I remember a local brewer came in our store back then on a day we tapped a keg of a “dandelion pale ale” from Machine House, which poured very thick. Very thick. I don’t want to embarrass him, so instead of using his real name let’s just call him “Eric Jorgensen,” from the large-scale production brewery The North Fork (*wink*).

Anyway, Eric was incredulous. No, actually more than that he was stunned, and could not stop talking about it. Imagining pouring a beer like that and handing it to a customer (which is of course what we were about to do…) and just laughing at who would make a decision to create and serve a beer like that.

Oh how innocent we were.

We opened in March of 2012, and we set out the goal to have a sour keg on tap once a month. And that. Was. Impossible. There were none, or almost none. I remember rumors of sours but when we made calls or talked to people, they just did not exist. We got some from Europe including the Duchess, or others like Monk’s Cafe. Full Sail made a Berlinerweisse in bottles that people who knew about it came and bought all of them. Maggie opened her pub in Ferndale not that long after us, and said her goal was to have a keg of sour on every week. We didn’t even scoff or roll our eyes because we knew that just wasn’t going to happen.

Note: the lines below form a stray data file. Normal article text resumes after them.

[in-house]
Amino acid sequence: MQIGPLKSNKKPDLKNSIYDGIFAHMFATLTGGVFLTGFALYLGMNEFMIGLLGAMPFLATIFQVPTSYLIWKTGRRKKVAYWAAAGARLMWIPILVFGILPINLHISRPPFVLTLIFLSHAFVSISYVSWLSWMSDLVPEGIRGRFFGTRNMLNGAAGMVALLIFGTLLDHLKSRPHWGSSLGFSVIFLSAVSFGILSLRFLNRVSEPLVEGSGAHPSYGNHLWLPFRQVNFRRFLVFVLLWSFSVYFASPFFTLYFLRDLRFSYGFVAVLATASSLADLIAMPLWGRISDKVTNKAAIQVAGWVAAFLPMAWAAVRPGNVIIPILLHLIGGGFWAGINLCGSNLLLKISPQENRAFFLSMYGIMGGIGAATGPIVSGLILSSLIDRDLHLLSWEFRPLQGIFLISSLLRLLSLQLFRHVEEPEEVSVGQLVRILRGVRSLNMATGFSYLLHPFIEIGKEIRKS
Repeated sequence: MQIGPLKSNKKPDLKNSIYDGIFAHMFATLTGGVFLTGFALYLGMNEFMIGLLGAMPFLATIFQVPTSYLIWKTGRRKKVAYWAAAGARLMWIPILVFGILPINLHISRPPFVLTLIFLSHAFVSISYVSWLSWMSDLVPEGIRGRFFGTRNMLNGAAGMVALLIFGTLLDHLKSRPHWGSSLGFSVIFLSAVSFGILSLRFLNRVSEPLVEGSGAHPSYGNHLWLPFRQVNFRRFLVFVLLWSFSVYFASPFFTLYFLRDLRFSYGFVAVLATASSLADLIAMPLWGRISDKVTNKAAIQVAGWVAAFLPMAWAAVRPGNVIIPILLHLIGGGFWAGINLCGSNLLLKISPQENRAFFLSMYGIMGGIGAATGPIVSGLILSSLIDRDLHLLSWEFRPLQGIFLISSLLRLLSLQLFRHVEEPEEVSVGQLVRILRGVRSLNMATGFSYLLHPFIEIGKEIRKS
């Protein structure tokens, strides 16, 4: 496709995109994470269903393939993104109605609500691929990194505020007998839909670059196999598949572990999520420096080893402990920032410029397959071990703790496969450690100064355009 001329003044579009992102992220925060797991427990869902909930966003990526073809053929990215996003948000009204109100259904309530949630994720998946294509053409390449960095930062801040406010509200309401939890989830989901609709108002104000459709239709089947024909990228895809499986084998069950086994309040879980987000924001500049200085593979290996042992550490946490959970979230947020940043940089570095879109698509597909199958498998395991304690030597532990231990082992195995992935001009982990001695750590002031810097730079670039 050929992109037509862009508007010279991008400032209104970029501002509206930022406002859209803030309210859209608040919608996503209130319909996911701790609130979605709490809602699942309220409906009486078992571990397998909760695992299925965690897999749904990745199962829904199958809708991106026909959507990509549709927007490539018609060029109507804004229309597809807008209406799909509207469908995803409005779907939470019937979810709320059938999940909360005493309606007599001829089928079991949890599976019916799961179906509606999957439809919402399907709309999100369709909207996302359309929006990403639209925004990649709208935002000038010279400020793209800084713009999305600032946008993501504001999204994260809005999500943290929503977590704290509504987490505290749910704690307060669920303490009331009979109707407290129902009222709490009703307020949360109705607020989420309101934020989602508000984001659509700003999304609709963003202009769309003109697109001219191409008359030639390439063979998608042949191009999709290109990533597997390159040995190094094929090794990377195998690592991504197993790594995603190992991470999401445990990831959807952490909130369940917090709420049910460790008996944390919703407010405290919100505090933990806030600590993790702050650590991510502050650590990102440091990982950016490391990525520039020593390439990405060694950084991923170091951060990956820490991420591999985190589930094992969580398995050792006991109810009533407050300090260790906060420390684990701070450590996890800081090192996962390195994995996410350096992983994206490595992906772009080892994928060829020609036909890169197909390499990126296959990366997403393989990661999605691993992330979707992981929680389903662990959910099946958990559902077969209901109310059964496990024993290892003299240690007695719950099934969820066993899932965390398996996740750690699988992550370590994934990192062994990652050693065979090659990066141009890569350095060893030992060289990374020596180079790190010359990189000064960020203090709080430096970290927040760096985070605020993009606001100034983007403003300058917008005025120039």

There was, however, Cascade (Portland). Cascade was this amazing outlier of a brewery that sold basically only sours. Wow they were good, and wow they were hard to get. They were definitely some of the biggest “white whale” beers in the country at the time.

At the time, many breweries said they would never make sours, because they were afraid of the wild yeasts taking over the brewery and unintentionally infecting all the beers they were making. Others looked at the Cascade beers aging in huge foeders and other massive wooden tanks, and said that it would be very expensive to do AND very risky because they had no idea what type of beer would come out of that barrel.